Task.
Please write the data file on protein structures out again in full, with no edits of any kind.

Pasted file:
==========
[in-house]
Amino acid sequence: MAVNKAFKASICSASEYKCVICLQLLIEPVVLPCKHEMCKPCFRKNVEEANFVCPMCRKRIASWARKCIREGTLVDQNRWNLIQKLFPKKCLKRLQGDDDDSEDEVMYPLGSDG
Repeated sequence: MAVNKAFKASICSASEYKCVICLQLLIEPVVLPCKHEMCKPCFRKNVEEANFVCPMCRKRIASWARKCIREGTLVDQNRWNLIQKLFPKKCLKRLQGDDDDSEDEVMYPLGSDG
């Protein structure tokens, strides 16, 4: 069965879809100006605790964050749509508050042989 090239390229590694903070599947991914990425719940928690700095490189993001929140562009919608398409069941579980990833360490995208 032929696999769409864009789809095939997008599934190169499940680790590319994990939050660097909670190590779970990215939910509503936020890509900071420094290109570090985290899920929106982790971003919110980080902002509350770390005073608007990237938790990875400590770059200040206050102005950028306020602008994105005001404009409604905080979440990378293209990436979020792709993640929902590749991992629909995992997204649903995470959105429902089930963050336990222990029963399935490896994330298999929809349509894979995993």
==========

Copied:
[in-house]
Amino acid sequence: MAVNKAFKASICSASEYKCVICLQLLIEPVVLPCKHEMCKPCFRKNVEEANFVCPMCRKRIASWARKCIREGTLVDQNRWNLIQKLFPKKCLKRLQGDDDDSEDEVMYPLGSDG
Repeated sequence: MAVNKAFKASICSASEYKCVICLQLLIEPVVLPCKHEMCKPCFRKNVEEANFVCPMCRKRIASWARKCIREGTLVDQNRWNLIQKLFPKKCLKRLQGDDDDSEDEVMYPLGSDG
């Protein structure tokens, strides 16, 4: 069965879809100006605790964050749509508050042989 090239390229590694903070599947991914990425719940928690700095490189993001929140562009919608398409069941579980990833360490995208 032929696999769409864009789809095939997008599934190169499940680790590319994990939050660097909670190590779970990215939910509503936020890509900071420094290109570090985290899920929106982790971003919110980080902002509350770390005073608007990237938790990875400590770059200040206050102005950028306020602008994105005001404009409604905080979440990378293209990436979020792709993640929902590749991992629909995992997204649903995470959105429902089930963050336990222990029963399935490896994330298999929809349509894979995993």